The FAB Women Gala by Leah Laroque

My day had not started well. Work was extremely busy and the week’s forecast looked even busier. So when five o’clock rolled around, I especially did not feel like getting dressed up a chilly February evening.
Nonetheless, my feelings soon thawed as my mom and I entered into the Westin hotel for the FAB Women charity gala, which was held to raise awareness and funds for Hopewell and to increase a movement for positive body image. Unfortunately, women face societal pressures and expectations that are unauthentic and unrealistic. The images on TV and in magazines make us a target of a mass marketing scheme that flings on us plastic surgery, hair dies, and fake eyelashes.  Women can no longer be content with their natural selves.
This is why events such as FAB women are crucial in our society today.  I had been invited by Jennifer Graves, the executive founder of the event. I have become close to Jen and I wanted to both support her and congratulate her on such a great job.
I took my mom and we were both nervous and a bit shy; not really knowing what to expect.  But our reserve melted aware when I was greeted with a larger than life hug but one of the organizers who told us that we HAD to sit on the Harley Davidson motorcycle for a free photo opp. I felt empowered and in charge when I gripped the handles. “FAB” lane was a long corridor of vendors serenaded by the beautiful vocalist Amanda Rheaume and her piano. The large gala room was lightly light and tastefully decorated. Food was in the centre, and mom and I tasted the sushi and the Vietnamese noodles. We mingled and visited and then decided to reserve a seat in order not to miss a moment of the honorary chair’s speech. This was something I didn’t want to miss.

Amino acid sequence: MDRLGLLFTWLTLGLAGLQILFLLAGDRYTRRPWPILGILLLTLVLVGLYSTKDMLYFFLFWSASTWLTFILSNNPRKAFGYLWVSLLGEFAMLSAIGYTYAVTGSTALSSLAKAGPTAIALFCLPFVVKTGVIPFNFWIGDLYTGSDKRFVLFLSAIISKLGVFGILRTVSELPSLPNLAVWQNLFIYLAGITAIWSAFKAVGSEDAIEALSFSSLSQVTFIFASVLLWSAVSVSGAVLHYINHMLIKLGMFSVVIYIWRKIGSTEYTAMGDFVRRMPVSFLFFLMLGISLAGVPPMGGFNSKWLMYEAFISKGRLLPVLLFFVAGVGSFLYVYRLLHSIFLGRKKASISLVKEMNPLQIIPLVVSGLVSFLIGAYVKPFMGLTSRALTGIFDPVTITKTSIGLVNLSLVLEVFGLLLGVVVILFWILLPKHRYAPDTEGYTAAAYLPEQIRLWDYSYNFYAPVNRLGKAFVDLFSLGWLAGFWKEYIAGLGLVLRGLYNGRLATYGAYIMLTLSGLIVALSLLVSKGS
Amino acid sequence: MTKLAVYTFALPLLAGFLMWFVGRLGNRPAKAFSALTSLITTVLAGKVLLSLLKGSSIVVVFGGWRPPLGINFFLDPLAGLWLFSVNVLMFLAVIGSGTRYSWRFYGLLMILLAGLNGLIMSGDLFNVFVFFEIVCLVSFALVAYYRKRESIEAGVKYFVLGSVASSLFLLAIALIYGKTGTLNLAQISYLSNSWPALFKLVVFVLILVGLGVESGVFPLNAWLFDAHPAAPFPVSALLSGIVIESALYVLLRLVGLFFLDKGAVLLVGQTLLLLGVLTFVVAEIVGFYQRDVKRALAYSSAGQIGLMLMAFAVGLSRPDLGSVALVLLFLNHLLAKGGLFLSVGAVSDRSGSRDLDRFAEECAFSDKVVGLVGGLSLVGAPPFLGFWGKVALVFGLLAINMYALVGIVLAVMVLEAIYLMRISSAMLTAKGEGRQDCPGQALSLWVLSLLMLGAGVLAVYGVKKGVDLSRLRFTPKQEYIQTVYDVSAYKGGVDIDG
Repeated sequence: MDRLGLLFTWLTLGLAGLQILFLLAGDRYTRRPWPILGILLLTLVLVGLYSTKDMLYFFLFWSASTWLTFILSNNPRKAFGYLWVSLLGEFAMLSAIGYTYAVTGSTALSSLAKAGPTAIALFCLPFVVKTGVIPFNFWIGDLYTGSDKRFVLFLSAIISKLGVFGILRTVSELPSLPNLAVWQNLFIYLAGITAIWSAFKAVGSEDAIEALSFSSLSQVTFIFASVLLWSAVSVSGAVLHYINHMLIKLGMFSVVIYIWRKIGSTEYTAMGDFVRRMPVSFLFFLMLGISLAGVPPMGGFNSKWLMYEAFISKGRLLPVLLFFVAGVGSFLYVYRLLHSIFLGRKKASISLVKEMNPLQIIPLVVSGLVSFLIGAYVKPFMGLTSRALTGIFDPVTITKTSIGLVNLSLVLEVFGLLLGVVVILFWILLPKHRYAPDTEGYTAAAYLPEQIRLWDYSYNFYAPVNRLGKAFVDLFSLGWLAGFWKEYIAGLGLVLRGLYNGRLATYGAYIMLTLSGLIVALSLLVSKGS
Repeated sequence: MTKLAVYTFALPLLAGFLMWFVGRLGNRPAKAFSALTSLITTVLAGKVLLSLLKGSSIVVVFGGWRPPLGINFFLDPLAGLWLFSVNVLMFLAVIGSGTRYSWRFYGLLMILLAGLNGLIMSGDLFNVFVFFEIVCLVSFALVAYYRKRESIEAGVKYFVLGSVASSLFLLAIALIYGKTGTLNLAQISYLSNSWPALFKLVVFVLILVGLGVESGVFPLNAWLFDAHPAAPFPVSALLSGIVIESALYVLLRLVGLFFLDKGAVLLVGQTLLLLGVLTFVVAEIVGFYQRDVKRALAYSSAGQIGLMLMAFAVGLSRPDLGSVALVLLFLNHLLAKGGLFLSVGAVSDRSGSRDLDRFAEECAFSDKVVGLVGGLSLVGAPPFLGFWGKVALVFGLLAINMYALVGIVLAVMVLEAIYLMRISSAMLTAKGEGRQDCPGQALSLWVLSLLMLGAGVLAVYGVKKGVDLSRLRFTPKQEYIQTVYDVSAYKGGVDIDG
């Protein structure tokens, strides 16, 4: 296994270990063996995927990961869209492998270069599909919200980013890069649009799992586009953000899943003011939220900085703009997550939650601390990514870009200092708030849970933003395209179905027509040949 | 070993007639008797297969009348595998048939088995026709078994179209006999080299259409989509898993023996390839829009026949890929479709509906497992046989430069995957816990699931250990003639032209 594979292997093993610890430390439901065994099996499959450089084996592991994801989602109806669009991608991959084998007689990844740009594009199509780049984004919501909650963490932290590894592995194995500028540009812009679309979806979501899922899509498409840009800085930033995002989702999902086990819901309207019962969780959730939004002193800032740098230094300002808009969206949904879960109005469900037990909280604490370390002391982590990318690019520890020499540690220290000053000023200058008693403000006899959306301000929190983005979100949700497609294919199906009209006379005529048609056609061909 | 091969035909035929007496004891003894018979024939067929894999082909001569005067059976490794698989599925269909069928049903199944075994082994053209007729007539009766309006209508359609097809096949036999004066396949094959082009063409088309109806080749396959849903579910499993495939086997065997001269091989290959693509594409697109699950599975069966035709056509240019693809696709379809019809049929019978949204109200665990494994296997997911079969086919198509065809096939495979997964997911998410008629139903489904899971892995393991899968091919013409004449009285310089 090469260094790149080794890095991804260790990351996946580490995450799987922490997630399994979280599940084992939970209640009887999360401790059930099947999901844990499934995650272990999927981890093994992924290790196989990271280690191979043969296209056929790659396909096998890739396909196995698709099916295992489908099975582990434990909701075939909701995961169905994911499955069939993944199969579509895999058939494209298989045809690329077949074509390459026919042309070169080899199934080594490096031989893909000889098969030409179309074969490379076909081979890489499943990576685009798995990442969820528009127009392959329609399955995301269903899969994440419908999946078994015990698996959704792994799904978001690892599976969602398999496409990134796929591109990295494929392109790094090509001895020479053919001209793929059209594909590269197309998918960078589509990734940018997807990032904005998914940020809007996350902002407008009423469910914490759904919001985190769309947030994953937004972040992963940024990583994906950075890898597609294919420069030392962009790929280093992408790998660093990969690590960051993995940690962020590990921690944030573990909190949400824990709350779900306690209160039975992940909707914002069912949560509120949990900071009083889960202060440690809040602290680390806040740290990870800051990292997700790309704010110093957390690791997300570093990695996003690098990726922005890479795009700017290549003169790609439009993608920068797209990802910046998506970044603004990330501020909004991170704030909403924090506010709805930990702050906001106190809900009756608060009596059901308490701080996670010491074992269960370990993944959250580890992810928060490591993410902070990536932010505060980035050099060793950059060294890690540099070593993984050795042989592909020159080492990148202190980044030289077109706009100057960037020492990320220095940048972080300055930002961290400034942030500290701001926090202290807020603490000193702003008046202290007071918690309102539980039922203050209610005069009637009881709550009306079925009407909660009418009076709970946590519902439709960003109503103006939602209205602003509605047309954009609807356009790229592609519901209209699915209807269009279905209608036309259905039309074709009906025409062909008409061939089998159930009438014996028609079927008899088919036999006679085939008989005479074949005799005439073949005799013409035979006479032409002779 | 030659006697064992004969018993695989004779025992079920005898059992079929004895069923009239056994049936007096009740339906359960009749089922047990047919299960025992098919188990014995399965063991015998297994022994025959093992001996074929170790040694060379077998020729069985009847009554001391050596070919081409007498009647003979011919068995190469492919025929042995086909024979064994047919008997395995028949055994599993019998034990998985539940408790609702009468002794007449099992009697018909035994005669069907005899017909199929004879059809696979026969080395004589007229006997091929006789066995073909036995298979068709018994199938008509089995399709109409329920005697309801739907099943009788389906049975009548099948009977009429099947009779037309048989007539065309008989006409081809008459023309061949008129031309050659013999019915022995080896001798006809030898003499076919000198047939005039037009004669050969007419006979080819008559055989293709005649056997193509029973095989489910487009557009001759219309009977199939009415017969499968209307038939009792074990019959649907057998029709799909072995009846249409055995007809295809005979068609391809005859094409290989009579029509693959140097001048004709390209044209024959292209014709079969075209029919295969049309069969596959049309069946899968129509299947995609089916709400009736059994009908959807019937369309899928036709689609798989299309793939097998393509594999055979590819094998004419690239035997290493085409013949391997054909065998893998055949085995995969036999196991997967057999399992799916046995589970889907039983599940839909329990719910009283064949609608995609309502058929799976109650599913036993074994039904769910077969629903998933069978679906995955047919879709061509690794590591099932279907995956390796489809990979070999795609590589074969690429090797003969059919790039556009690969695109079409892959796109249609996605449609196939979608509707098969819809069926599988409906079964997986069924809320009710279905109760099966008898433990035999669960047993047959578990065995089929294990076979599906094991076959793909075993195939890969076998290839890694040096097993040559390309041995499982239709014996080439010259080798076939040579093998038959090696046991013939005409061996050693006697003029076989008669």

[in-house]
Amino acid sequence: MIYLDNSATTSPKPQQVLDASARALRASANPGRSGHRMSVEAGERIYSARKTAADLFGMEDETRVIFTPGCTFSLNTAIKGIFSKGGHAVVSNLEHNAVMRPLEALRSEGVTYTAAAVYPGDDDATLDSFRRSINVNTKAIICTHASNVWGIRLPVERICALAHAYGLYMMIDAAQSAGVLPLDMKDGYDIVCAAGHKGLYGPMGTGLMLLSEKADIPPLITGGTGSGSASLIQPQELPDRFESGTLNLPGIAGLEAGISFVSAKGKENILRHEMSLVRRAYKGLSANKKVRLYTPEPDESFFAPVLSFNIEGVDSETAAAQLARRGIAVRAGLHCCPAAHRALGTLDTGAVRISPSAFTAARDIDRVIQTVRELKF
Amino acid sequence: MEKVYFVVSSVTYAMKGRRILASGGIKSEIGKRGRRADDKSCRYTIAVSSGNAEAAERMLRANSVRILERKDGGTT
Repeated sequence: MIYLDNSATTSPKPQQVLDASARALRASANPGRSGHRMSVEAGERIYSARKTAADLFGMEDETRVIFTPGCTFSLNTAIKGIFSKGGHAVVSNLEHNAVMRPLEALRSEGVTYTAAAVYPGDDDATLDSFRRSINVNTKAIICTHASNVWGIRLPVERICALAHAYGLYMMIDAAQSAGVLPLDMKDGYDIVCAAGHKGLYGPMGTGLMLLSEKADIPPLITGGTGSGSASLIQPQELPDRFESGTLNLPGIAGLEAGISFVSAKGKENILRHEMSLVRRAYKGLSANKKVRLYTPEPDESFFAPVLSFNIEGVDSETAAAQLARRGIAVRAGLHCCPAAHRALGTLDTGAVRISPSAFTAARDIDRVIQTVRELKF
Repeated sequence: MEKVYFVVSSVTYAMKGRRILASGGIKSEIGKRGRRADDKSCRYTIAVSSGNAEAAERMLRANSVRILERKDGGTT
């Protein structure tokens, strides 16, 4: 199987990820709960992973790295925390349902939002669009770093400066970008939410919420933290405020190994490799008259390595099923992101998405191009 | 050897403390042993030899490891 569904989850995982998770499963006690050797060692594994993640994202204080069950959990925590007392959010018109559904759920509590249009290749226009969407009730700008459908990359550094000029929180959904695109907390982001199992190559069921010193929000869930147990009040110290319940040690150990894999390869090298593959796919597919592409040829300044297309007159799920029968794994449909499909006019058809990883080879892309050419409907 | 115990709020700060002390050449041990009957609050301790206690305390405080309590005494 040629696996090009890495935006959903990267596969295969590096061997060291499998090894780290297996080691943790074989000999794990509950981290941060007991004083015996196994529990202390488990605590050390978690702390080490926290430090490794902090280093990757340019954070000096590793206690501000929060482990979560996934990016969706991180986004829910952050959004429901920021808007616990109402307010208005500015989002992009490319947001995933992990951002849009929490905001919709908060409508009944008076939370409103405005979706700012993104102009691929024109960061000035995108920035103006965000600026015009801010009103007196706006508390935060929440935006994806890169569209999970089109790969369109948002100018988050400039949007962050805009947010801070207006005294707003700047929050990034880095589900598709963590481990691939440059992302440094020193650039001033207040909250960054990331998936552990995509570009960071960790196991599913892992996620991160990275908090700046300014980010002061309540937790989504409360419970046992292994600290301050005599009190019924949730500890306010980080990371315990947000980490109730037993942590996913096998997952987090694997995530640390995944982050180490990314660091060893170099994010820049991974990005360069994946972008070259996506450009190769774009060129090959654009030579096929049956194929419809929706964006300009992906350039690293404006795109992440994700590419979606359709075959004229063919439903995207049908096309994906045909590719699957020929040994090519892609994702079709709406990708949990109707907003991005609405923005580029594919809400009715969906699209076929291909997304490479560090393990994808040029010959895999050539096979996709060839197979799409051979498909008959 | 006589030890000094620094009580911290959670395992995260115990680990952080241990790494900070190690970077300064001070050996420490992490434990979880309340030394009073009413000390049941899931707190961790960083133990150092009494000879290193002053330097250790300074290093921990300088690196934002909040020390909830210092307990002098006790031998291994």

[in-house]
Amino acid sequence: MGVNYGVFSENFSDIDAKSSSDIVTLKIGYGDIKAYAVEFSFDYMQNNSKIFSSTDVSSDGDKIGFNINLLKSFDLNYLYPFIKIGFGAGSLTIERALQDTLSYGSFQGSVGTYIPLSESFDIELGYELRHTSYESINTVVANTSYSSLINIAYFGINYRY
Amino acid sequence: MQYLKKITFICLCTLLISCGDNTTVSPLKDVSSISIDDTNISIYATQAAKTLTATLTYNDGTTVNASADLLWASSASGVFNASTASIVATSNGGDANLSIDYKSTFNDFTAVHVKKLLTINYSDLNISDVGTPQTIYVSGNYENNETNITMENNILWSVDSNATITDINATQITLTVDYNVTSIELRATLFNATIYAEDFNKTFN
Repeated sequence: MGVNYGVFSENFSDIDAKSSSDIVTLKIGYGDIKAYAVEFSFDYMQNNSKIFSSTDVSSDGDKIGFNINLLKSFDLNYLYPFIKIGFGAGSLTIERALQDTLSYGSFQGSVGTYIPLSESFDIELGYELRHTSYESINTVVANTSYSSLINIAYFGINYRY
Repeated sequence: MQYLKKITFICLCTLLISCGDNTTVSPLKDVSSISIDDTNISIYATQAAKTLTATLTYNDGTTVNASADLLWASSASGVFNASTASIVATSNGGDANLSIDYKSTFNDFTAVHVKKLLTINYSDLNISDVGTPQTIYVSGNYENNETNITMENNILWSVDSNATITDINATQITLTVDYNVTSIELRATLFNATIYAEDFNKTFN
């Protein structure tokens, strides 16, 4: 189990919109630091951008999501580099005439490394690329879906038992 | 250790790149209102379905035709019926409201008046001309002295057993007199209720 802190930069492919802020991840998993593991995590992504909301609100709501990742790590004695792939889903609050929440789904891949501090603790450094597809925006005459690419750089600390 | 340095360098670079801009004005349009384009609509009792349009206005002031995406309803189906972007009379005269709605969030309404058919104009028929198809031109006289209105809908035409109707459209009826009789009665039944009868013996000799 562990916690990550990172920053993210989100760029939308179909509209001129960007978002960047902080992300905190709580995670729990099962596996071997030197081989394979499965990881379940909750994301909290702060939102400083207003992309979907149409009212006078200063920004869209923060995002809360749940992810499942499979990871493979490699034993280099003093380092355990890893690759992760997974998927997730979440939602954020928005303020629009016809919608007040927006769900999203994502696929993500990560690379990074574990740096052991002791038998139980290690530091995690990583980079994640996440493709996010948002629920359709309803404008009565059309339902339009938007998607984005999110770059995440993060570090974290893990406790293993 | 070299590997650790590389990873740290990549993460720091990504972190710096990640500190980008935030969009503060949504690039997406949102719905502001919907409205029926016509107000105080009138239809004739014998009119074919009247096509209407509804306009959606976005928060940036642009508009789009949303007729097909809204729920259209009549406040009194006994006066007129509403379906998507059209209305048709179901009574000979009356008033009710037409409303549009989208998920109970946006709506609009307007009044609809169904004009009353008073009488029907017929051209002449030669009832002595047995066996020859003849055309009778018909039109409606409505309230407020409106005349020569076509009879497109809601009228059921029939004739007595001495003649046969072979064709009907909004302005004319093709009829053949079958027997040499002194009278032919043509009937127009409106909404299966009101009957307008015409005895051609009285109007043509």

Sophie Grégoire-Trudeau was straightforward and energizing. Her love of being both a wife and a mother is apparent. She has a natural flair and connection with the audience. Listening to her speak, I forgot about all my insecurities and she offered me a perspective on life and a new outlook on how I see myself, others, and our place in the world as women.
Later in the evening the fashion show highlighted women of all shapes, sizes, ages. They all were beautiful and it was refreshing to watch real women, wearing real clothes, just being real.
The evening touched me personally. It reminded me that I hold the ability to overcome my own challenges and struggles no matter what kind of day I have. I felt a connection with every women in the room because of the honestly and conversations that were sparked.
F.A.B Women shone a light on issues that have remained in the dark for far too long. Although it was a serious and crucial topic, the evening was uplifting.  As women we have not lost the fight; we are stronger than whatever society tells us. There is hope and our struggles are not in vain. We have a supportive sisterhood behind us and the conversation is only just beginning.